Competition Update
Newsletter Article

The Plight of Refugees in the Face of COVID-19

July 28, 2020

On June 20, the world marked World Refugee Day—a global tradition established in 2001 to celebrate and highlight efforts to address the plight of refugees and displaced people. This year, in the midst of a global pandemic, World Refugee Day came and went with little fanfare or awareness.

Muhsin Hassan

The COVID-19 pandemic has had devastating effects on the health and well-being of millions of people around the world. While the pandemic has touched almost everyone in developed and developing nations alike, it has disproportionately harmed the most vulnerable among us, including refugees and displaced people. Earlier this year, in partnership with ICONIQ Impact, ICONIQ Capital’s platform for collaborative philanthropy, we launched the $12 million Larsen Lam ICONIQ Impact Award, a global competition that seeks solutions to secure a brighter, more durable future for refugees. Though the world has changed since the competition launched, the proposed solutions are more timely than ever, given all the new challenges refugees face.

According to the United Nations, 122 refugee-hosting countries have reported local transmission of COVID-19, as of April 2020. The overwhelming majority of more than 70 million refugees and displaced people live in low- and middle-income countries that have poor health systems and infrastructure. Most refugees reside in crowded camps and high-density conditions where enforcing social distancing and other mitigating practices is virtually impossible. The result has been debilitating anguish, due to poor conditions becoming worse, as is the case in Yemen, for instance.

Already in the midst of the worst humanitarian crisis in the world, approximately 80 percent of Yemen’s population of more than 24 million people require humanitarian assistance, with half on the brink of starvation. Around two million children under five years old suffer from acute malnutrition. In addition, five million children—up from two million before the pandemic—are now out of school. As if things weren’t bad enough, a lack of funds has forced the United Nations to resort to half-rations for 8.5 million hungry Yemenis, according to the Brookings Institution.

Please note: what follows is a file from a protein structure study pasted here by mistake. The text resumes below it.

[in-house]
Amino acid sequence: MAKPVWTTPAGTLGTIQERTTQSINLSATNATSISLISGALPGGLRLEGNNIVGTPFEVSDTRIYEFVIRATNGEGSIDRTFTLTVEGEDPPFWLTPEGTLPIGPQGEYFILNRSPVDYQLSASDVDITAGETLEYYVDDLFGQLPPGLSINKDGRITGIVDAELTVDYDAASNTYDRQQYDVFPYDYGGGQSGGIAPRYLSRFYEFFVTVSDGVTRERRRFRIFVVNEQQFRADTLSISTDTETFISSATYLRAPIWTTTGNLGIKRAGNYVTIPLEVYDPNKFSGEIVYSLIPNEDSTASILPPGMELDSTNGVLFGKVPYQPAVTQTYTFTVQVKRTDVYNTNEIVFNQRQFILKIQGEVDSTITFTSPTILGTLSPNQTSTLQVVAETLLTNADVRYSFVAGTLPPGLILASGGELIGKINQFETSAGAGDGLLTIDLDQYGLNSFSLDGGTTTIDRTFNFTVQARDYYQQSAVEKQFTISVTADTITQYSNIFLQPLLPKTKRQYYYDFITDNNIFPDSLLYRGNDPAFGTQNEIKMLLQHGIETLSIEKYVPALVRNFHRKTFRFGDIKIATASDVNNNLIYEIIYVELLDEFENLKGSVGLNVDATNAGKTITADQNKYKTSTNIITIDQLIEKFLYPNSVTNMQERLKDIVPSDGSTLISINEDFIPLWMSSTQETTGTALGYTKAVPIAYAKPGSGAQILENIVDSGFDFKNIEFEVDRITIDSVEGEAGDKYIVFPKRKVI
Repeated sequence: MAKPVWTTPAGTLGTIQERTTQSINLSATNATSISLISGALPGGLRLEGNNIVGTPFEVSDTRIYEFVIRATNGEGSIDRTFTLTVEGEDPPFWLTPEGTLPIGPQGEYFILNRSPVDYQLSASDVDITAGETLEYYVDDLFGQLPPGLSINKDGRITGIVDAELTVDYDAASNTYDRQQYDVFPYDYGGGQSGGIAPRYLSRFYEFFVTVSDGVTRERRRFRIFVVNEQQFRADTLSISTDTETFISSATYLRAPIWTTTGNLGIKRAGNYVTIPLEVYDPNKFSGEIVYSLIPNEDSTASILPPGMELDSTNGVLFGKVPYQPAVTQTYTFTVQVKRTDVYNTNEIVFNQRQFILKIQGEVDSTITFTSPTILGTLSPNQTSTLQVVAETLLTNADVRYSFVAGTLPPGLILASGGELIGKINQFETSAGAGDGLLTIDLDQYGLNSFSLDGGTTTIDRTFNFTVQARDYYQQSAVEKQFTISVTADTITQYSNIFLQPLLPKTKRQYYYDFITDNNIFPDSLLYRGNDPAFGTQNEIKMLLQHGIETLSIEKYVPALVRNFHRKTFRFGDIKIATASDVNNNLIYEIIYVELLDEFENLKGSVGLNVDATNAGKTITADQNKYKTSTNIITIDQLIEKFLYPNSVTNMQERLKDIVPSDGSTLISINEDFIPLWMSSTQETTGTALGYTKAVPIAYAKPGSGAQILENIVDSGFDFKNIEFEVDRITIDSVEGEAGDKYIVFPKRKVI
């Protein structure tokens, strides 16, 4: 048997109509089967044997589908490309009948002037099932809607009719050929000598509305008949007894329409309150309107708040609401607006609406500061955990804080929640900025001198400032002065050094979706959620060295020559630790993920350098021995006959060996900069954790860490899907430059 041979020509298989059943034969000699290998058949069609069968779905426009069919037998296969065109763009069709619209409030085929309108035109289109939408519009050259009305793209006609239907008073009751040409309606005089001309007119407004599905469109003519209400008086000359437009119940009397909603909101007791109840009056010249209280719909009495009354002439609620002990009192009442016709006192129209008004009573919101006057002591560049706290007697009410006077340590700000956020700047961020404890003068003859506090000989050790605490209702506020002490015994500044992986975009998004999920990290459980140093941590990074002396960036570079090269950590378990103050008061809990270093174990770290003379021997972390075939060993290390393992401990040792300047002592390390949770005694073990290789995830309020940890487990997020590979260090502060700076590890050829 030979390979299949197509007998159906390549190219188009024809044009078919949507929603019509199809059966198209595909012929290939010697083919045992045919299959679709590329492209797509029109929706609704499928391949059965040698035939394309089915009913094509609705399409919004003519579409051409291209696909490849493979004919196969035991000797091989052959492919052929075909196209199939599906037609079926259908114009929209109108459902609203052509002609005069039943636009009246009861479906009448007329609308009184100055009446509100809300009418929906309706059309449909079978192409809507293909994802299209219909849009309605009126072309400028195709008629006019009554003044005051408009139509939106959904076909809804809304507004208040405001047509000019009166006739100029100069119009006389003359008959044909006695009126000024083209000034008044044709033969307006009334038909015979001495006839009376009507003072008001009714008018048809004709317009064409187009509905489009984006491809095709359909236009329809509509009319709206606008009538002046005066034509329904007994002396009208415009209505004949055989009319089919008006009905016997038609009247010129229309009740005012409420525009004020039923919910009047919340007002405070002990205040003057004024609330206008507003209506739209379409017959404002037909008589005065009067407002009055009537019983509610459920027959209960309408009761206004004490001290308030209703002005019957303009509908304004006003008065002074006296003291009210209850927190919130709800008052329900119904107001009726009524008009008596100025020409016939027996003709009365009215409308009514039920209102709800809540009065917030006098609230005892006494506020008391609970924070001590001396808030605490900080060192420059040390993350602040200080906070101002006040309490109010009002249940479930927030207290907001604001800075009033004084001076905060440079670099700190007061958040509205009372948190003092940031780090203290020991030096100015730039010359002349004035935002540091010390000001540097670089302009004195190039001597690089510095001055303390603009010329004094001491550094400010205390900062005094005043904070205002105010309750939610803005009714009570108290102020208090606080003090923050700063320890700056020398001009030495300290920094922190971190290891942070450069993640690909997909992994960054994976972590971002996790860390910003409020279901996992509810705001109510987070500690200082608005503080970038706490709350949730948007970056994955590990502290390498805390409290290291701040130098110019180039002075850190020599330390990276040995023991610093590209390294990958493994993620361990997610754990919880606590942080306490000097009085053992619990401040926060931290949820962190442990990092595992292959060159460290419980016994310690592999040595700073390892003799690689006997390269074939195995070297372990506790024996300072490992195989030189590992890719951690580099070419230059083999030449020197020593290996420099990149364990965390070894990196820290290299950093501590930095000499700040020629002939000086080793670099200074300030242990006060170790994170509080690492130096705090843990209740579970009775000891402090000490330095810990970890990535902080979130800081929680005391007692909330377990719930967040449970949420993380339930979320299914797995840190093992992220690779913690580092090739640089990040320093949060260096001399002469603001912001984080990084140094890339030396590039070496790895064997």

As advanced economies continue to suffer from the pandemic’s effects, many countries are closing their borders and looking inward. Governments are grappling with the economic devastation of this unprecedented emergency and, as a result, funding for refugees is on the decline. Undoubtedly, the pandemic will only exacerbate the already protracted refugee crisis.

Responding to the needs of refugees is imperative, now more than ever. Efforts to provide much-needed relief and emergency support must continue. However, we must not lose sight of the global priority of enhancing refugee self-reliance as highlighted in the Global Compact on Refugees, an international framework for more predictable and equitable responsibility-sharing among host nations. Treating the refugee crisis through the lens of humanitarian assistance is no longer tenable; the world needs to achieve results that will transform the lives of refugees and host communities. In this spirit, the Larsen Lam ICONIQ Impact Award seeks solutions that will not only improve the well-being of refugees in the short-term, but also scale solutions that secure a durable future for refugees and improve their lives in the long-term.

In this moment of global reckoning and social upheaval, it is critical for philanthropy to be bold and daring. To achieve success, we believe organizations must think at scale and design solutions that tackle systemic challenges. We are proud to partner with ICONIQ Impact and donors like Lyna Lam and Chris Larsen who are willing to take risks and make big bets to achieve transformational, long-term change in the world. Donors interested in providing additional funding for finalists in this competition should contact Dana Rice, Vice President of Philanthropy, at

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